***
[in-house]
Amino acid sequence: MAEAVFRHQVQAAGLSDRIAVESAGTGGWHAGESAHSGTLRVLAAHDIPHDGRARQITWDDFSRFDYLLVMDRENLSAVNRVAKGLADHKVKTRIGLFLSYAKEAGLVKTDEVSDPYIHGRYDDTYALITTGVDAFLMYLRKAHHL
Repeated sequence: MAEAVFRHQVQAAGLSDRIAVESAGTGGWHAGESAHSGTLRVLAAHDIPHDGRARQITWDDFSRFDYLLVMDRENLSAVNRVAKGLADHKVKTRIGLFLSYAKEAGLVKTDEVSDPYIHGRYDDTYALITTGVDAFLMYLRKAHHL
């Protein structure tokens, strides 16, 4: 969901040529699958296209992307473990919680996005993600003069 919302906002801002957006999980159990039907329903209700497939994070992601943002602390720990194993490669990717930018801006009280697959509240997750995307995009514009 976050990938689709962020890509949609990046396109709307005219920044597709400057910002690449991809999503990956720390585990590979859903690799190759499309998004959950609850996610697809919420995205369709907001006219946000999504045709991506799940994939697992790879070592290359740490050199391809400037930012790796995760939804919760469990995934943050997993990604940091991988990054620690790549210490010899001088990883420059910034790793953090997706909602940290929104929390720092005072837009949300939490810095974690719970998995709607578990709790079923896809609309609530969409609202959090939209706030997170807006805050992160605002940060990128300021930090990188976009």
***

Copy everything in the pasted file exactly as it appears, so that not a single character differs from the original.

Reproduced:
[in-house]
Amino acid sequence: MAEAVFRHQVQAAGLSDRIAVESAGTGGWHAGESAHSGTLRVLAAHDIPHDGRARQITWDDFSRFDYLLVMDRENLSAVNRVAKGLADHKVKTRIGLFLSYAKEAGLVKTDEVSDPYIHGRYDDTYALITTGVDAFLMYLRKAHHL
Repeated sequence: MAEAVFRHQVQAAGLSDRIAVESAGTGGWHAGESAHSGTLRVLAAHDIPHDGRARQITWDDFSRFDYLLVMDRENLSAVNRVAKGLADHKVKTRIGLFLSYAKEAGLVKTDEVSDPYIHGRYDDTYALITTGVDAFLMYLRKAHHL
């Protein structure tokens, strides 16, 4: 969901040529699958296209992307473990919680996005993600003069 919302906002801002957006999980159990039907329903209700497939994070992601943002602390720990194993490669990717930018801006009280697959509240997750995307995009514009 976050990938689709962020890509949609990046396109709307005219920044597709400057910002690449991809999503990956720390585990590979859903690799190759499309998004959950609850996610697809919420995205369709907001006219946000999504045709991506799940994939697992790879070592290359740490050199391809400037930012790796995760939804919760469990995934943050997993990604940091991988990054620690790549210490010899001088990883420059910034790793953090997706909602940290929104929390720092005072837009949300939490810095974690719970998995709607578990709790079923896809609309609530969409609202959090939209706030997170807006805050992160605002940060990128300021930090990188976009």